Informed Today Influential Tomorrow

Legal Law

The Latest Student Loan Income-Based Repayment Program Provides A Myriad Of Benefits For Borrowers But Its Future Is Uncertain

After the Supreme Court struck down President Biden’s wholesale student loan forgiveness plan, the president presented his contingency plan known as Saving on a Valuable Education or “SAVE.”

SAVE is an income-based student loan repayment plan similar to prior plans like Income Contingent Repayment plan, Income Based Repayment, Pay As You Earn, or the Revised Pay As You Earn plans. But the monthly payment amount under SAVE is likely to be lower than the other plans because the income exemption has been increased to 225% of the federal poverty line as opposed to 150% on the other plans.

This means that if a borrower’s household income is under 225% of the federal poverty line, he or she will not have to make any monthly payments. Any income above the 225% will be considered discretionary income and between 5% to 10% of that amount (divided by 12 months) will be the monthly amount due.

SAVE is available only for federal student loans. Private loans do not qualify.

A new feature of SAVE is the cap on interest accrual. If the monthly payment described above (if any) is not enough to cover the month’s accrued interest, then the remaining accrued interest will be forgiven. This will ensure that borrowers will not see their balance increase substantially so long as they make the requisite loan payments.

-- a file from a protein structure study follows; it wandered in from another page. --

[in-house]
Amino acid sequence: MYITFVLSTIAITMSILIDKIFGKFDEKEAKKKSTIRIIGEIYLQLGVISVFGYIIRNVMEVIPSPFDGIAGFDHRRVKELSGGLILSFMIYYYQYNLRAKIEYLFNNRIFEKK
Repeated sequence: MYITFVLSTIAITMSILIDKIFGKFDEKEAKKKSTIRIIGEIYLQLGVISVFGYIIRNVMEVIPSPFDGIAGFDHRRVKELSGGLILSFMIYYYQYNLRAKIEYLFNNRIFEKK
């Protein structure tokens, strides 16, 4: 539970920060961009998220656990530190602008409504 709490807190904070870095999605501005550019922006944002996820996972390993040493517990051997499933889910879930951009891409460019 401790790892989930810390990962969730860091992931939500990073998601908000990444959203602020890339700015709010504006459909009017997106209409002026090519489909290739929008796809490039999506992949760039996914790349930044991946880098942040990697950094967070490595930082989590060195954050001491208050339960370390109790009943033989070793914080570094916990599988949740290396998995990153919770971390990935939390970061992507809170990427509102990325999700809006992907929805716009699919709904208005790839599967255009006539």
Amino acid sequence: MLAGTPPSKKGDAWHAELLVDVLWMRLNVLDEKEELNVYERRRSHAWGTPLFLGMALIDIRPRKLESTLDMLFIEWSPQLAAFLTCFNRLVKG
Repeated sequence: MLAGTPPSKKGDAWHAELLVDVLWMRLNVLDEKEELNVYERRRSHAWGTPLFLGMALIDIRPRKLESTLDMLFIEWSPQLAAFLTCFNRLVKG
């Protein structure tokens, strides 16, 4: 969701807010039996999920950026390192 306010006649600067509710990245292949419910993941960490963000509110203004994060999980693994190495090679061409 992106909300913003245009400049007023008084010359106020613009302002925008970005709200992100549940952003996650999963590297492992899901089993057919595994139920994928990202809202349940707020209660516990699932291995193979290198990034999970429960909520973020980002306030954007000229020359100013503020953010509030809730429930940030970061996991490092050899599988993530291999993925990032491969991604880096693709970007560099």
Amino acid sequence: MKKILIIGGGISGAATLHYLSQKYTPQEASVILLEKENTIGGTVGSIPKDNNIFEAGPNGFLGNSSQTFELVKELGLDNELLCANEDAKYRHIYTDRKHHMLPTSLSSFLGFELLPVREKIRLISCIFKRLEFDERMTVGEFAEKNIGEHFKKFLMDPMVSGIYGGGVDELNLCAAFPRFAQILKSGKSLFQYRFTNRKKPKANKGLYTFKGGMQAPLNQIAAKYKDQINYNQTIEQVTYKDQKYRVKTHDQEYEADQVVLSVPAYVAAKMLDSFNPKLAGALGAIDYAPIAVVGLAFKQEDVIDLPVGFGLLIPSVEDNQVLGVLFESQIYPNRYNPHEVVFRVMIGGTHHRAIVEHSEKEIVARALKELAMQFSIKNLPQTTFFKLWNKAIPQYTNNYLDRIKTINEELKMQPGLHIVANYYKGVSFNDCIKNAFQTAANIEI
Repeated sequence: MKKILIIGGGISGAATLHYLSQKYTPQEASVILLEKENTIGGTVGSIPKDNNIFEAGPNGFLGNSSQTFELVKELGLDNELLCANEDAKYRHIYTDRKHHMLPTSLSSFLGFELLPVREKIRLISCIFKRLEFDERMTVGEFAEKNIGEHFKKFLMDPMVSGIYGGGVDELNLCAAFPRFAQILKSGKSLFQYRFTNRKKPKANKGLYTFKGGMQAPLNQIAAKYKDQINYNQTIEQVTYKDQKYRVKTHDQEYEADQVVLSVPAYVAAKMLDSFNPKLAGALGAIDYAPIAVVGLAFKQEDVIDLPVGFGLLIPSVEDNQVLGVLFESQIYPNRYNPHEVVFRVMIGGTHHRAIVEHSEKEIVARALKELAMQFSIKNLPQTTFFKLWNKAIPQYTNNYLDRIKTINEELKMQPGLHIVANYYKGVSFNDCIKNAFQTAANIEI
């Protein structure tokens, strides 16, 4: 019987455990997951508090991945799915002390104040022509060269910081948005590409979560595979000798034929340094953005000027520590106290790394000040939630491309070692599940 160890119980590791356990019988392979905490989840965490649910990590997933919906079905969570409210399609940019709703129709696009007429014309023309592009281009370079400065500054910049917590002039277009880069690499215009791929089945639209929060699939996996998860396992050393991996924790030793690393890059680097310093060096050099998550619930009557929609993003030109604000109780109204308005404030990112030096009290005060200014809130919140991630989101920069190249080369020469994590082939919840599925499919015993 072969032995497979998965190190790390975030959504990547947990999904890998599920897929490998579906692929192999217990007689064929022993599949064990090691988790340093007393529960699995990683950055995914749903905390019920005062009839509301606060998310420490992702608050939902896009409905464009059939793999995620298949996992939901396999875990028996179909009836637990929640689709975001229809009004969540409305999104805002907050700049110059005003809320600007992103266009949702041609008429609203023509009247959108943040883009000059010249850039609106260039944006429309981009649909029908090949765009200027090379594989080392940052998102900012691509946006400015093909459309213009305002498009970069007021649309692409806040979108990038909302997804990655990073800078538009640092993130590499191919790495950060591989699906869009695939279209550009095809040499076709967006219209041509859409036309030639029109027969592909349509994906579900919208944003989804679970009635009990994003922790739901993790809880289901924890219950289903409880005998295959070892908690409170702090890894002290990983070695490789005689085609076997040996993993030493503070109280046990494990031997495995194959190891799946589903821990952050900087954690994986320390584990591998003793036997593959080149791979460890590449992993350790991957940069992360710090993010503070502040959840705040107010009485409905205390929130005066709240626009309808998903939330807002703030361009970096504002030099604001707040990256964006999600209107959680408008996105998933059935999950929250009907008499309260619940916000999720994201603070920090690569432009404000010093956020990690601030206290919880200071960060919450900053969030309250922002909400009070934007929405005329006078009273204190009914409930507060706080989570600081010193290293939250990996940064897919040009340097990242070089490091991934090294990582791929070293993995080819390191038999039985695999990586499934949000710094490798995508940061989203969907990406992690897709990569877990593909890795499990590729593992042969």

SAVE also excludes spousal income from the borrower’s loan payment calculation so long as they file separately. Those who already filed joint tax returns cannot amend them so that each spouse can file separately. In a previous column, I wrote about whether it is worth it to file returns separately for student loan payment purposes.

Next month, additional benefits will be available to borrowers. Borrowers holding only undergraduate loans will pay only 5% of their discretionary income toward their loans. Borrowers who have undergraduate and graduate loans will pay a weighted average of between 5% and 10% of their income based on the original principal balances of their loans taken to attend school.

Also, borrowers who have paid for many years will be eligible for loan forgiveness even if they were in a standard repayment plan in the past. For those with only undergraduate loans, the repayment term cap is 20 years or 240 monthly payments. For those with a mixture of graduate and undergraduate loans (or only graduate loans), the repayment term cap is 25 years (300 monthly payments). This means that, depending on which of the two types of loans you have, the repayment term won’t increase beyond that 20- or 25-year cap, no matter how much money is borrowed.

Those holding commercially held Federal Family Education Loans (FFEL) are also eligible for the SAVE program although they must first convert their loans to federal direct loans. They must consolidate their loans before July 1, 2024, in order to have their past payments apply retroactively to determine whether they qualify for early loan forgiveness.